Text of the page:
While I’ll Hate to Admit It, I Pick You, Mr. Wayne
I have a somewhat strange relation when it comes to comics and comic book heroes. Despite the fact that I’m a huge fan of mostly Marvel characters and stories, I’ve never actually read a comic.
Strange, I know.
When I was younger, I visited the orthodontist on a pretty regular basis. Unlike most people I know, the orthodontist was by far my favorite doctor-who-puts-things-in-your-mouth (because there are a lot of those…?), helped in part by the fact that the office was located down the street from the Barre comic book shop. Now again, I’ve still never read a comic book, but in those days I was into collecting trading cards and every visit to the orthodontist meant another chance for a few packs of cards. Over the years my preference for cards fluctuated between baseball (my first trading card exposure), Pokemon (because I was a kid of the 90s) and Marvel superheroes. While I was pretty meticulous with baseball and Pokemon (I had every card from the 1999 Topps MLB series, and have a vast majority of the original 150 Pokemon) my collection of Marvel cards seemed to be more of what looked interesting that week vs. trying to have some reason in my purchases. I had cards that were meant for an actual card game, I had cards that created comic pages on their reverse side when you lined up the correct ones together, and other miscellaneous styles, artists, and series.
While I can’t really say what was going through my mind at that time, looking back over my cards brings to my mind a few things. For starters, I was not a fan of DC comics. I respect Batman with every fiber in my being as a true hero, but Superman seemed corny and unbalanced as far as powers went, and after that I really didn’t give any attention to others (I apologize for my younger self Flash and Green Lantern, for not at least giving you a chance). I also know that from my childhood, my favorite Marvel heroes were Gambit and Iron Man. Gambit was more of a love affair in the sense that he was the smooth talking french-cajun, who slung a deck of playing cards as a weapon. To me, pretending to be able to fling fire cards like Gambit was a great way to put my imagination to use. Iron Man was for me the Marvel equivalent of Batman: neither was born a mutant or with superpowers, but through the uses of their technology and wealth created personas to help others in need. And of course like most Marvel characters, Tony Stark was real in the sense that he did take the lives of evil doers and he did have personal problems just like any other human.
Flash forward now to the age of the big screen. I loved “Iron Man”. Hands down my favorite superhero movie. After that though, I hand it off to the new Dark Knight saga. I’ve now seen every pre-Avengers movie (“Captain America” the most recent, and easily second best to “Iron Man” as far as Marvel movies go) and both of Nolan’s Batman so far, and while next summer will be a fun summer for sure, I have to admit that “The Dark Knight Rises” will be bigger than “The Avengers”, and I’m actually looking forward to it more.
It’s not that both movies won’t be great. Casts for both are pretty unbelievable, with “The Avengers” touting Downy Jr. (my boy), Evans, Hemsworth, new man Ruffalo (no offense, but Norton will be missed), Renner, Johansson, Jackson, and even Smulders (great pickup for “How I Met Your Mother” fans) and Bettany (who voices Jarvis, but is a great actor). But I’m afraid to say Batman gets the slight edge in that category with Bale, Caine, Oldman, Freeman, Hardy, Hathaway (Hathaway vs Johansson, what a battle), Gordon-Levitt, and (rumored) Neeson.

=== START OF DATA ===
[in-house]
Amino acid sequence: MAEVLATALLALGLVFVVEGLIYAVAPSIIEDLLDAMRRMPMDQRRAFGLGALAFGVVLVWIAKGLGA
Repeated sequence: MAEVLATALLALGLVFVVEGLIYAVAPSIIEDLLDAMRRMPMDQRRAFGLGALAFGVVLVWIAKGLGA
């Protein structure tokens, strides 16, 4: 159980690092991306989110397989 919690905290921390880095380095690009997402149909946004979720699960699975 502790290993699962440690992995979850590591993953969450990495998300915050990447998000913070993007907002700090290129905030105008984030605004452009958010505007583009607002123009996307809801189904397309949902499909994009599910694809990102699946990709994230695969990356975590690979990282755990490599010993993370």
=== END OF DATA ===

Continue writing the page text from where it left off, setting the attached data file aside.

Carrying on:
Then there’s also the director battle. For “The Avengers” Marvel has brought in Joss Whedon, who in this case will be battling Christopher Nolan. Of what I’ve seen, there’s nothing that Whedon has created or directed that I haven’t liked (“Firefly”and “Doctor Horrible’s Sing-Along Blog” are my favorites), but his works have mainly been TV shows, while Nolan has impressive big screen credentials (“Momento”, “The Prestige”, “Inception”, and of course the other Batman movies). It also plays into Nolan’s favor that the Dark Knight saga is his, he’s done it all the way through and will continue to produce what we have come to expect. Whedon on the other hand inherits characters from 4 different directors and many different writers, but does have Stan “the man” Lee their for consulting.
One final battle is, well, the battles themselves. From what has been released so far for “The Dark Knight Rises”, we know that Bane will be a villain. We don’t know how much of Catwoman there will be and in what manner, and it’s only rumored at this point that Neeson would return as Ra’s Al Ghul, although if he did that would clinch it. “The Avengers” on the other hand, seem to be facing off against Loki, Thor’s brother and really the only villain of any of the previous movies who wasn’t killed off by the end. I realise that this is how the original 1960s Avengers began (more or less), and while I won’t rule out that there could be another villain in the mix, at this point I’m not too thrilled about another battle with Loki. Personally, Thor and his realm are my least favorite, mostly because the other Avengers are all real people who became enhanced one way or another other, while he’s a Norse God. While needing a “super being” to be the villain makes sense when he has to face off against a team of superheroes, I really hope Loki assembles his own team or plays it so some of the Avengers turn on each other (only to reunite at the last minute for dramatic effect!).
With all those things in mind, I have to admit that Batman will be the bigger movie of the 2012 summer. Both movies, however, will be great in their own ways, and really it’ll be a great time for comic geeks, casual fans, and the general public.